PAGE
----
Dorian to follow a northeastward track off of the Atlantic coast enhancing
precipitation over the Northeast. Although the CPC week 3-4 outlook indicates
likely below normal precipitation for the second half of the month for much of
the Atlantic coast and Northeast, there is greater certainty in the
precipitation outlook for the first two weeks of September.

----------- Previous message (from August 15) is shown below ------------

The September 2019 temperature and precipitation outlooks are based on
dynamical model guidance for the month including the North American Multi-Model
Ensemble (NMME), as well as Week 4 CFS and ECMWF dynamical model forecasts,
statistical tools based on large-scale sea surface temperature patterns and
other climate forcings , as well as the influence of current soil moisture
conditions and coastal sea surface temperatures on regional temperature and
precipitation, and potential influences from modes of tropical climate
variability. ENSO-neutral conditions are currently present over the Tropical
Pacific Ocean. No discernible Madden-Julian Oscillation (MJO) signal is
currently indicated by MJO indices, and the future emergence of an MJO signal
is highly uncertain. ENSO and MJO are not likely to influence the longwave
pattern across the mid-latitudes in the next several weeks.

Dynamical model forecasts from the CFS and ECMWF indicate a slowly evolving
longwave mid-level circulation pattern from the end of August into the first
week of September, with positive 500-hPa height anomalies predicted over Alaska
and the eastern North Pacific into the Western CONUS. This circulation pattern
is predicted to persist and influence the September average temperature and
accumulated precipitation. Negative 500-hPa height anomalies and troughing are
predicted over the Northern Central CONUS during September, and dynamical model
forecasts are consistent in predicting positive 500-hPa height anomalies across
the Southern Plains, over the Southeast, and up the Eastern Seaboard into the
Northeast region.

The September 2019 temperature outlook indicates enhanced probabilities for
above normal temperatures across Alaska and the Western CONUS from the Pacific
Coast to the Rocky Mountains, under a predicted ridge and consistent with large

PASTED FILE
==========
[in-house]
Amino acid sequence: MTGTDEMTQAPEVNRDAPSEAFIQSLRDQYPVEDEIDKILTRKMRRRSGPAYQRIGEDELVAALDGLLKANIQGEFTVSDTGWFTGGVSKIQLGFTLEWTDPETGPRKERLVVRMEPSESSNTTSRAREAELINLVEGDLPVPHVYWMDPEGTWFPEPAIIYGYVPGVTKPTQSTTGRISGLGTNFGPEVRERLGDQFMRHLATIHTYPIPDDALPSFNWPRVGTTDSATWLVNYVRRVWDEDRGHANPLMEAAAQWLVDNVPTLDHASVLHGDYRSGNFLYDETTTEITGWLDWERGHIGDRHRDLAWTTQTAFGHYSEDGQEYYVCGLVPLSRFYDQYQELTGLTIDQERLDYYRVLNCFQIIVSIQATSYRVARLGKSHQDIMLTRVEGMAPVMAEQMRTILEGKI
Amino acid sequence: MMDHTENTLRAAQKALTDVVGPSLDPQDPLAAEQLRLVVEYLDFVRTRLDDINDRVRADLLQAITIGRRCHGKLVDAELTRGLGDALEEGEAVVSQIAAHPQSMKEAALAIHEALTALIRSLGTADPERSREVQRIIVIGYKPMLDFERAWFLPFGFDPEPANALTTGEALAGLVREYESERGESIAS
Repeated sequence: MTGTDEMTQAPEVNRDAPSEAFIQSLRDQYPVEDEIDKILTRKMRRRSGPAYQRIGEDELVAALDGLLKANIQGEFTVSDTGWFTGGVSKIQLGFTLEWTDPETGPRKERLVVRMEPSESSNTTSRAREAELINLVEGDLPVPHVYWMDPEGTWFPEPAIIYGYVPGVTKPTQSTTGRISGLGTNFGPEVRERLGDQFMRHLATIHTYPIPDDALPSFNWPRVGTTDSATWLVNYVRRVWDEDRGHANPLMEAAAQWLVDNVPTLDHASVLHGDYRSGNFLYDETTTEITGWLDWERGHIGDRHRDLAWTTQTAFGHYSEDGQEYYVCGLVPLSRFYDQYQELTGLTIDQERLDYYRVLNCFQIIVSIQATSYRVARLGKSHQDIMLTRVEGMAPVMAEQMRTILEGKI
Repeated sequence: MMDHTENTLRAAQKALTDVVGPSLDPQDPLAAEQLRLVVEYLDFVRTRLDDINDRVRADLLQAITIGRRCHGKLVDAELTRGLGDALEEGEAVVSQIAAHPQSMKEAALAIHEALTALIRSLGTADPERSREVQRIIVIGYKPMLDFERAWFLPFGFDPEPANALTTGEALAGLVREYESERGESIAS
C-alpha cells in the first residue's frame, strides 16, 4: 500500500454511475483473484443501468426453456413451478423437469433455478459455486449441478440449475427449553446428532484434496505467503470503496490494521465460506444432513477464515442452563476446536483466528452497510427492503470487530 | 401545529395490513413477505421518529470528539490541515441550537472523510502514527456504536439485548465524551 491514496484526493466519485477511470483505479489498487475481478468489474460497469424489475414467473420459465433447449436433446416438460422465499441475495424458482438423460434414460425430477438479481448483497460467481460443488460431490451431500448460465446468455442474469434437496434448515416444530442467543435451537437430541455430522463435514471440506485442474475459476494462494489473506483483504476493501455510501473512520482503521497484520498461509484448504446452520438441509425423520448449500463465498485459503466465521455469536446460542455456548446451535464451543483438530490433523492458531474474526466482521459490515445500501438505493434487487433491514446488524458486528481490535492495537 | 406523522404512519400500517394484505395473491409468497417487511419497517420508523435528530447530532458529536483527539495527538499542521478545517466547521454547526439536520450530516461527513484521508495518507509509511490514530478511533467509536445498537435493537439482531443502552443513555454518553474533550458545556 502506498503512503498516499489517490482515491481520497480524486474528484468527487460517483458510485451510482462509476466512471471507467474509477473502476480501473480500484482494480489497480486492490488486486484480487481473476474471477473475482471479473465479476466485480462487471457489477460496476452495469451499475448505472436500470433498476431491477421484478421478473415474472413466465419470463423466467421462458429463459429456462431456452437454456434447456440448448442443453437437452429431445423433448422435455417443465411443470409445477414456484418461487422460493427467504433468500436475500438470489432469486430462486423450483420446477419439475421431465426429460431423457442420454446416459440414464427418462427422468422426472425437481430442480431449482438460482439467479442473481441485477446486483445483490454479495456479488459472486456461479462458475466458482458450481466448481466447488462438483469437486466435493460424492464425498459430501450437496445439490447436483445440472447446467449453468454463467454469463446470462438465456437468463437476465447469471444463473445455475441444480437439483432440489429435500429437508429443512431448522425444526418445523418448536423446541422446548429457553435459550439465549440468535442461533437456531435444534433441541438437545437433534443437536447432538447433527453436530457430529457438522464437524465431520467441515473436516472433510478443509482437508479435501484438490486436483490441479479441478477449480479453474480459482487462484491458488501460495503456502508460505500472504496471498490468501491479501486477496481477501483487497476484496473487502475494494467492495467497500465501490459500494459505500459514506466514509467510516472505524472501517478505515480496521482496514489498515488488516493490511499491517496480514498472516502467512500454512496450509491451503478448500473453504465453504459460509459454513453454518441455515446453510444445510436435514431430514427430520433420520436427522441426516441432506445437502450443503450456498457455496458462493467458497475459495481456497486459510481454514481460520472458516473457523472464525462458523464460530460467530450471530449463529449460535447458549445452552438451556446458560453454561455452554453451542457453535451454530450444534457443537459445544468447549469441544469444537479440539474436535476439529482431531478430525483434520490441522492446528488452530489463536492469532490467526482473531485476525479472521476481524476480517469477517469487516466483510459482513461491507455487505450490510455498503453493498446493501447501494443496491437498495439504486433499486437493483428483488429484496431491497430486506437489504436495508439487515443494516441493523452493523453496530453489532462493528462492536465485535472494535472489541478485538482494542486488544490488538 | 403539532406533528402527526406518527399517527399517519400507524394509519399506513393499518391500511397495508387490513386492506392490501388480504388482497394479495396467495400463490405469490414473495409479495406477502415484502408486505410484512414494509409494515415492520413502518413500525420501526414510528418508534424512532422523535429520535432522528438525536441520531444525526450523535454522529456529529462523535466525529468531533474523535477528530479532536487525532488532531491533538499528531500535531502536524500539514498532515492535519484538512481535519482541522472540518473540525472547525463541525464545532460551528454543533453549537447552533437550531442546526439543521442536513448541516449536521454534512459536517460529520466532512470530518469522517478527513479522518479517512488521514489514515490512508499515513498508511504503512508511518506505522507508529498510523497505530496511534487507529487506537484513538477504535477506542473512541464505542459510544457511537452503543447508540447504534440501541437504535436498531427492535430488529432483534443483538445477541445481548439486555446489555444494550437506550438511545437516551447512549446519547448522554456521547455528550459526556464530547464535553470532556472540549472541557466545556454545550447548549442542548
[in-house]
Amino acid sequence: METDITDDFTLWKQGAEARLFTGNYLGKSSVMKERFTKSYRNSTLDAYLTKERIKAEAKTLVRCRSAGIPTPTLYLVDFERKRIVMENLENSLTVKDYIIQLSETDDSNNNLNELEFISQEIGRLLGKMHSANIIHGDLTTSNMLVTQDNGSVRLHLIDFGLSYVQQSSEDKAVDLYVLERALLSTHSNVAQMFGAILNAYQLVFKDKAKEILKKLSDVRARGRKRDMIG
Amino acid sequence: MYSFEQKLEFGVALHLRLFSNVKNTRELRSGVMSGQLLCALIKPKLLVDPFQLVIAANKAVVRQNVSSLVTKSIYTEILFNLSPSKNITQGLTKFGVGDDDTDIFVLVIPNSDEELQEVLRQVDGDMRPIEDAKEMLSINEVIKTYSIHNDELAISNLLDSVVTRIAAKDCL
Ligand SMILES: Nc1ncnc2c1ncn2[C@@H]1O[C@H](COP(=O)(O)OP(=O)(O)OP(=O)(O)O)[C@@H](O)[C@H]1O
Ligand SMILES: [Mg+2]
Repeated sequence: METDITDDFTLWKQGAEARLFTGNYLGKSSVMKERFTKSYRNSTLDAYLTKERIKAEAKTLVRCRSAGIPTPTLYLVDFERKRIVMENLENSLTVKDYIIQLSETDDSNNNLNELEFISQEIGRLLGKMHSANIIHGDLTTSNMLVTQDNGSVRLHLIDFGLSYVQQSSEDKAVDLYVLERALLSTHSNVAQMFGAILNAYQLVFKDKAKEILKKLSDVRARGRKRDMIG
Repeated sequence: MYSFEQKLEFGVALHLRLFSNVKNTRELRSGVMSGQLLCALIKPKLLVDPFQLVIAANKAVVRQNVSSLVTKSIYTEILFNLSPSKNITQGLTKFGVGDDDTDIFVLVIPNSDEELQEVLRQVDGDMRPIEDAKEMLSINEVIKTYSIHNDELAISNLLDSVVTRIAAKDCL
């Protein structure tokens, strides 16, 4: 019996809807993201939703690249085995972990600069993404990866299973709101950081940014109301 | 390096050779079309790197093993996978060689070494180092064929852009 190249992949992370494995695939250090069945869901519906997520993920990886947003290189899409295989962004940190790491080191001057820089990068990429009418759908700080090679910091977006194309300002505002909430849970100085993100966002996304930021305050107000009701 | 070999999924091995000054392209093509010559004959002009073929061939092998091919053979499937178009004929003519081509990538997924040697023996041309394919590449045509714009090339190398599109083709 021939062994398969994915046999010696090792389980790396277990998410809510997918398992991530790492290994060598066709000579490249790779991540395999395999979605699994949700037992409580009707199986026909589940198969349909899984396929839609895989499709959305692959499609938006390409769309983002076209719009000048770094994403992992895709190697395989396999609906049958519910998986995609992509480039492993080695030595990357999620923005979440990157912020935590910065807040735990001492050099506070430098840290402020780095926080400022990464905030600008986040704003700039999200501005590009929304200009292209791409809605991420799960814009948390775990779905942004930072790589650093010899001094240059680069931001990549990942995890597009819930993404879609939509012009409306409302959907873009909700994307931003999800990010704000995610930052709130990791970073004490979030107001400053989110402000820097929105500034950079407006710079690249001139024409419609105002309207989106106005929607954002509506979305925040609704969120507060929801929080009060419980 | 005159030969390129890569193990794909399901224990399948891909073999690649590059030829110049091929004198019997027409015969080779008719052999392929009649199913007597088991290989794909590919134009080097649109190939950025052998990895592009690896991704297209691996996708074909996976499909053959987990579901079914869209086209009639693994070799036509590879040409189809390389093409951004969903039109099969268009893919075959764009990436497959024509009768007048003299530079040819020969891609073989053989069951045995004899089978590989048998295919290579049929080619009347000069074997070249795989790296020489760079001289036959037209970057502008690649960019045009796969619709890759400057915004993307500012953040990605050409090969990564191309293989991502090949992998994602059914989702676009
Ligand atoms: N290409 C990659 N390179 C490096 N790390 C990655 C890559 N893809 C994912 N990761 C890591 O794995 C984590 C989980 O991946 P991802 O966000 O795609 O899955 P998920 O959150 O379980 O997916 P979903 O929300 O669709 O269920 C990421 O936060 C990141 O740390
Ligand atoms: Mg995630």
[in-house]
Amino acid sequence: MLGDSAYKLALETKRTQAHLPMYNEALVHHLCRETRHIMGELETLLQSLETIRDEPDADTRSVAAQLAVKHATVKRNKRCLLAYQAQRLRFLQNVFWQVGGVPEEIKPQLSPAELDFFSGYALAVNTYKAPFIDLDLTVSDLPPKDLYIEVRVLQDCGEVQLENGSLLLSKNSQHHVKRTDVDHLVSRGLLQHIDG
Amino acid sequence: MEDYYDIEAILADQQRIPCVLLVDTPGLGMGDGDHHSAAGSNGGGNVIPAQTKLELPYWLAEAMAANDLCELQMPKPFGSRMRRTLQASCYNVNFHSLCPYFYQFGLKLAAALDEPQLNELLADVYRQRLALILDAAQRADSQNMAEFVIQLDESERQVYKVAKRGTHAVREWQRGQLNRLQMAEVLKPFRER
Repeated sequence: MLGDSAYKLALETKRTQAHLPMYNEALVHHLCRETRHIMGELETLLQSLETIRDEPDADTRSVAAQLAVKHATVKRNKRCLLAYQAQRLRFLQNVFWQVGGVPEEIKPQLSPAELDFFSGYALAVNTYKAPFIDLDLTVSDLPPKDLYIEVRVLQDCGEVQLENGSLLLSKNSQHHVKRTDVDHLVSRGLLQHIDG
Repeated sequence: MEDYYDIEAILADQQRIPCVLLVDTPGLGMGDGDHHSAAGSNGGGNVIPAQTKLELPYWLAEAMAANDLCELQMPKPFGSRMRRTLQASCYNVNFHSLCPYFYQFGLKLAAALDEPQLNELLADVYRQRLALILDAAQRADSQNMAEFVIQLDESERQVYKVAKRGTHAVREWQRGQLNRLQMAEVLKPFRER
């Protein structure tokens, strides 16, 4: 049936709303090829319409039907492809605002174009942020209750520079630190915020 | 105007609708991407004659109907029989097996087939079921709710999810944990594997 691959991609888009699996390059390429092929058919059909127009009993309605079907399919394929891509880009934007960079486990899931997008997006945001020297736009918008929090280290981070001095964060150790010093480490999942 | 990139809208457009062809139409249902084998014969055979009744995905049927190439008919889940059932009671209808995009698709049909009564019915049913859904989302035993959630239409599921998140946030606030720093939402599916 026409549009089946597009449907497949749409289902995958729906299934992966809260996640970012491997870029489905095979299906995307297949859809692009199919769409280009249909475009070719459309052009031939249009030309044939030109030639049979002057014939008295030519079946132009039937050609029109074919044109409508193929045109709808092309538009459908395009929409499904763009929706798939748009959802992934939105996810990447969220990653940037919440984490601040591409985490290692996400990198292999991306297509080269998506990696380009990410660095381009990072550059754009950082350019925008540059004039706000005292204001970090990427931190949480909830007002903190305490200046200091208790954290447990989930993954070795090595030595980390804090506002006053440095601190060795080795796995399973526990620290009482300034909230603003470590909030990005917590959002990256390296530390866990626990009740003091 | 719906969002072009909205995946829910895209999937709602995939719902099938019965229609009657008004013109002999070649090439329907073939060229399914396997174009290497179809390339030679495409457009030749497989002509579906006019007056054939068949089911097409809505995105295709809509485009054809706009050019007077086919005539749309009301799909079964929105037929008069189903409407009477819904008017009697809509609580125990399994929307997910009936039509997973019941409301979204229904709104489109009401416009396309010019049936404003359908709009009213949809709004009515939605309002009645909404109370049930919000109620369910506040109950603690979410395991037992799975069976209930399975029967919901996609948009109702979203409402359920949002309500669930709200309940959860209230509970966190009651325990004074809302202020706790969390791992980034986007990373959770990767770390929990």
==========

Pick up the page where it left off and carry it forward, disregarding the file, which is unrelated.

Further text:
positive decadal temperature trends for Alaska and the Southwest region.
Probabilities for above normal temperatures exceed 70 percent for coastal
regions of Alaska, influenced by significantly above normal sea surface
temperatures around the region. Enhanced probabilities for above normal
temperatures are predicted across the Southwest region into Texas, as well as
for the Southeast, from the Appalachian Mountains eastward to the Atlantic
Coast, and across the Northeast including the northern Great Lakes region.
Probabilities for above normal temperatures exceed 60 percent for the southern
Florida Peninsula, influenced by regional above average sea surface
temperatures, and exceed 50 percent for parts of northern New England where
decadal climate trends are a significant component of seasonal climate
variability. Enhanced probabilities of below normal temperatures are indicated
for parts of the Northern Plains, due to northerly flow under a predicted
trough early in the month when the circulation is more predictable, and
supported by the negative feedback between temperature and a forecast of likely
above normal precipitation. Equal Chances of above and below normal
temperatures or EC is indicated for a large area of the Northern Central CONUS,
where cooler air flowing southward from Canada may moderate average September
temperatures.

The September 2019 precipitation outlook indicates above normal precipitation
is likely for coastal regions of Alaska including the Alaska Panhandle, due to
a predicted trough over the western Aleutian Islands and enhanced by increased
atmospheric moisture related to above average coastal sea surface temperatures.
Enhanced probabilities for above normal precipitation are indicated for a
region of the Northern Central CONUS, as storm systems are likely to develop
under a mid-level trough. There is a slight increase in the probabilities of
above normal precipitation extending into parts of Colorado and the Central
Plains, where the Southwest Monsoon circulation may draw moisture northward
from the East Pacific. Elsewhere throughout the CONUS, Equal Chances of above
and below normal precipitation or EC is indicated for the September outlook
with limited skill in a half-month lead precipitation forecast during the
summer. The September 2019 precipitation outlook will be reassessed at the end
of August when uncertainty in the dominant climate signals is reduced at
shorter lead times.

FORECASTER: Dan Collins

The climatic normals are based on conditions between 1981 and 2010, following
the World Meteorological Organization convention of using the most recent 3
complete decades as the climate reference period.  The probability anomalies
for temperature and precipitation based on these new normals better represent
shorter term climatic anomalies than the forecasts based on older normals.

The next monthly outlook...for Oct ... will be issued on Thu Sep 19 2019

These outlooks are based on departures from the 1981-2010 base period.
$$